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Historical Notes: The ideal education for kings and queens

IN THE 16th century edu-cation was regarded as extremely important and was illuminated by exciting theories of education which had come originally from Renaissance Italy. This view concentrated on balance and breadth: balance between physical development (dancing, archery, hunting etc) and intellectual and moral education. A well-rounded personality was the aim.

Following this set of principles Queen Elizabeth I was taught to speak Latin, Greek, Italian and French and was familiar with the literature of each of those languages. This literature provided not only intellectual enrichment but also moral principles. Elizabeth I had the best tutors available, including Roger Ascham, who was not only a university teacher and scholar but also wrote books about education which became known throughout Europe.

By contrast Elizabeth II had been in the hands of completely unqualified nannies until Marion Crawford was taken on when she was six. Crawfie then became almost entirely responsible for Elizabeth's education and training. She was a two-year trained teacher who might have been just adequate for Elizabeth's "primary" education but as a non-specialist, non-graduate should not have been entrusted with her secondary curriculum. There was some specialist instruction in languages and constitutional history, but Crawfie largely had a free hand. There is a distinct impression that her parents did not take her education seriously.

Crawfie herself, in an account she wrote - much to the disgust of the royal family - soon after her retirement, was surprised that the future King George VI and Queen Elizabeth "interfered so little". The result was that the future Queen Elizabeth II grew up to be more interested in dogs and horses than in books and ideas. Her know-ledge, according to Crawfie, was "wide rather than deep", and it has been suggested that she is still uneasy in the company of "intellectuals."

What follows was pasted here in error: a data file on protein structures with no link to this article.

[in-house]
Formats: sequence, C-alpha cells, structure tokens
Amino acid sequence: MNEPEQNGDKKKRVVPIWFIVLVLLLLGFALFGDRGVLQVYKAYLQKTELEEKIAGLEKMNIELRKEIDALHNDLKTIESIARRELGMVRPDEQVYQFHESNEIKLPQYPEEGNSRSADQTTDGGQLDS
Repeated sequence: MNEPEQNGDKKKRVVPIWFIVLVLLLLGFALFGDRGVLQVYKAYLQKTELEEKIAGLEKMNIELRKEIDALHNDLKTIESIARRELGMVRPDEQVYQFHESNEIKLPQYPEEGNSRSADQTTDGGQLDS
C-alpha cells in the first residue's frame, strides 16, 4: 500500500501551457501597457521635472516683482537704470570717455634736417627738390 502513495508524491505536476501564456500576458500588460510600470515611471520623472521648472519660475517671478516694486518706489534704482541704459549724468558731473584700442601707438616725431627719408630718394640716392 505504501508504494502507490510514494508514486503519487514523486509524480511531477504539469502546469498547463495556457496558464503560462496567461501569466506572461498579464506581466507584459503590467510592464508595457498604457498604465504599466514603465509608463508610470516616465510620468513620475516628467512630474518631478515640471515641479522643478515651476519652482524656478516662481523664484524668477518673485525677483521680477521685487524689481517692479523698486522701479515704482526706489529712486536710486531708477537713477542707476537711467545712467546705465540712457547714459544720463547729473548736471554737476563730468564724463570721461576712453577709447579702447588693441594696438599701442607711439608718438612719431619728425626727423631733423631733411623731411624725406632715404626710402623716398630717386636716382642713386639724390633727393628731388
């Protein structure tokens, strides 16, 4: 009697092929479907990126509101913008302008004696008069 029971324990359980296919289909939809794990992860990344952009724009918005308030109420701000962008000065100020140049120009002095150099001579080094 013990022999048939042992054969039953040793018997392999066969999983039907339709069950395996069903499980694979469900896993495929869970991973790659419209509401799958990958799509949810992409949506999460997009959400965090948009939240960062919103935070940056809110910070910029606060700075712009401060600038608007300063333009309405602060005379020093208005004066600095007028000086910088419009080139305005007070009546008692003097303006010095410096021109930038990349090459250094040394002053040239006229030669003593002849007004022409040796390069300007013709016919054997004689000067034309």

Why should there be such a contrast? By the 20th century there was no theory of education used to guide royal practice: her parents were more concerned their children should be happy rather than well educated. Concern for happiness was commendable but there was really no need for one to exclude the other.

It might be suggested that education is now less important for future kings and queens because constitutional monarchs have no real power. But one of the problems for modern kings and queens is precisely to understand the limits of their prerogative. Queen Victoria frequently exceeded her powers; her great-grandson, Edward VIII, misunderstood his position to such an extent that he was encouraged to abdicate. The present Queen has not abused her prerogative but has shown herself to lack an understanding of the delicacy of her position so that she sometimes appears over-concerned about her personal finances. The heir to the throne does not seem to know where to draw the line between controversial issues he can pronounce on and political issues such as education where he would be well advised to keep his views out of the public arena.

One of the dangers we identified in the upbringing of future monarchs over the centuries was the result of their formative years being spent in an atmosphere of exaggerated respect, deference, even reverence. The risk is that they are encouraged to believe they really are superior and above the rules of normal behaviour, often above the law.

If the monarchy is to survive it must become part of a truly democratic, open society. For the royal family to identify with an aristocratic and monied minority rather than with the majority of the population may be unwise. This applies not only to being educated at the most exclusive school in the country, but also participating in upper- class pastimes such as shooting and hunting which are regarded as undesirable by many "ordinary" people.

Peter Gordon and Denis Lawton are the authors of `Royal Education: past, present and future' (Frank Cass & Co, pounds 25)